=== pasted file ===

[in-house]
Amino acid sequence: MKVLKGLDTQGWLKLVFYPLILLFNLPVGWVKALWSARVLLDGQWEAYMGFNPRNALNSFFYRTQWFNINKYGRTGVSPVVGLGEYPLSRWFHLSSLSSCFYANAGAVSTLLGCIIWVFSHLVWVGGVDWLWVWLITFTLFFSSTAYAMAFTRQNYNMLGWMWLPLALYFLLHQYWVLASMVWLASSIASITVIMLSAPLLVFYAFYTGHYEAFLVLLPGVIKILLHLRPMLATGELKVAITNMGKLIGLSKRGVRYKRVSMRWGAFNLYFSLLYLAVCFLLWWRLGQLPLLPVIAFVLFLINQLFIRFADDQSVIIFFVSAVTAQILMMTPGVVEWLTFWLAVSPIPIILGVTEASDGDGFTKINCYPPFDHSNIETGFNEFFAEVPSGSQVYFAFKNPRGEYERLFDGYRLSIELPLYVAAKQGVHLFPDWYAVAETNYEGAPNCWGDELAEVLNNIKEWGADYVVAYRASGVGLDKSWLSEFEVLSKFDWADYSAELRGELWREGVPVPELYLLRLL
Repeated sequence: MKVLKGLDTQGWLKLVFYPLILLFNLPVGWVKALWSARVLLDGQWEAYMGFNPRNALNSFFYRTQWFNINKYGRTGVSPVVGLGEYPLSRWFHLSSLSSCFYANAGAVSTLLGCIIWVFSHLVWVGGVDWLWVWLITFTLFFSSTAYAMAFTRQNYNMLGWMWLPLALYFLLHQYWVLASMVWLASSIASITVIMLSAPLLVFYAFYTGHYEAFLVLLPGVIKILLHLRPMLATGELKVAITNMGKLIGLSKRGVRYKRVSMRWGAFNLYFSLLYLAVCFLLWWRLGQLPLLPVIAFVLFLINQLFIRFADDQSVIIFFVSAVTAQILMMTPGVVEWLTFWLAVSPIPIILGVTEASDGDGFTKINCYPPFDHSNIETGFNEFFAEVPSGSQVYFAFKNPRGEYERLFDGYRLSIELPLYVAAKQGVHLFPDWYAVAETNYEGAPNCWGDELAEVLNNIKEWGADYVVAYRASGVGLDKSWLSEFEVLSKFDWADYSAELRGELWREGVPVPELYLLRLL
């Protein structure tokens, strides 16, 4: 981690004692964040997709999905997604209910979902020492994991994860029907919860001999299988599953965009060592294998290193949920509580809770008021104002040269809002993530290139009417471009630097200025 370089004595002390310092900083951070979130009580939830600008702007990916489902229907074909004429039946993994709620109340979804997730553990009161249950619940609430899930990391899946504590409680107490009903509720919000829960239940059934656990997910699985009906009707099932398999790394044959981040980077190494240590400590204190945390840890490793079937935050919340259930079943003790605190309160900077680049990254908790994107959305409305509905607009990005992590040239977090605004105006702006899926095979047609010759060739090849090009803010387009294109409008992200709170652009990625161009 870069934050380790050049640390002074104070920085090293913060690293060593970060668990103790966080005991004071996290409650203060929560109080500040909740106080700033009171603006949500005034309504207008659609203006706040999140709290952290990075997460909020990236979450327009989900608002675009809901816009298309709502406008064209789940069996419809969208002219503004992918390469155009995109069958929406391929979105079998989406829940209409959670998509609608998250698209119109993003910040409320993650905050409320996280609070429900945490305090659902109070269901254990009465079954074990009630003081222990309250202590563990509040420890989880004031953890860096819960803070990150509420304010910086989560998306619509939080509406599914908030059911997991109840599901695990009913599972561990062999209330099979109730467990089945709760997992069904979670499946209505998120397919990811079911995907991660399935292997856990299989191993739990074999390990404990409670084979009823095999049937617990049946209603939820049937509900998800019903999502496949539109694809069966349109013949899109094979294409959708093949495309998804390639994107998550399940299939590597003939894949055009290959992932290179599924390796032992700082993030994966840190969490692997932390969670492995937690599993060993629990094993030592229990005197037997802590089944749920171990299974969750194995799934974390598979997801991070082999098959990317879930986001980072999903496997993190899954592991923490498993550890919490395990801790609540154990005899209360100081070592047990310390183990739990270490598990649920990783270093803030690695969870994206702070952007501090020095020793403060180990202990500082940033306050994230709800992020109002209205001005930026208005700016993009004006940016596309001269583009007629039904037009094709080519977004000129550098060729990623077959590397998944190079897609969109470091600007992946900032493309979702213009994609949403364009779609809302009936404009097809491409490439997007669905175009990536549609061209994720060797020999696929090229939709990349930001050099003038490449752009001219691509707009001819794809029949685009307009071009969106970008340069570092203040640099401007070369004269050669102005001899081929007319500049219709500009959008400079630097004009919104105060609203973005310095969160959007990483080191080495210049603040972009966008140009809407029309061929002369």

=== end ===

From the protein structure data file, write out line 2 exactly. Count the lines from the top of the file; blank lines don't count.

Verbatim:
Amino acid sequence: MKVLKGLDTQGWLKLVFYPLILLFNLPVGWVKALWSARVLLDGQWEAYMGFNPRNALNSFFYRTQWFNINKYGRTGVSPVVGLGEYPLSRWFHLSSLSSCFYANAGAVSTLLGCIIWVFSHLVWVGGVDWLWVWLITFTLFFSSTAYAMAFTRQNYNMLGWMWLPLALYFLLHQYWVLASMVWLASSIASITVIMLSAPLLVFYAFYTGHYEAFLVLLPGVIKILLHLRPMLATGELKVAITNMGKLIGLSKRGVRYKRVSMRWGAFNLYFSLLYLAVCFLLWWRLGQLPLLPVIAFVLFLINQLFIRFADDQSVIIFFVSAVTAQILMMTPGVVEWLTFWLAVSPIPIILGVTEASDGDGFTKINCYPPFDHSNIETGFNEFFAEVPSGSQVYFAFKNPRGEYERLFDGYRLSIELPLYVAAKQGVHLFPDWYAVAETNYEGAPNCWGDELAEVLNNIKEWGADYVVAYRASGVGLDKSWLSEFEVLSKFDWADYSAELRGELWREGVPVPELYLLRLL